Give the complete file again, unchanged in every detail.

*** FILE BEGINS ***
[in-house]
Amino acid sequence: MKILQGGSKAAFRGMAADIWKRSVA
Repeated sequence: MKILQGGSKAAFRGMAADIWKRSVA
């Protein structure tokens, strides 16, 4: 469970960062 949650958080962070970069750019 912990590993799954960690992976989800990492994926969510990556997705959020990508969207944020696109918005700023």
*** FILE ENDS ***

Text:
[in-house]
Amino acid sequence: MKILQGGSKAAFRGMAADIWKRSVA
Repeated sequence: MKILQGGSKAAFRGMAADIWKRSVA
């Protein structure tokens, strides 16, 4: 469970960062 949650958080962070970069750019 912990590993799954960690992976989800990492994926969510990556997705959020990508969207944020696109918005700023």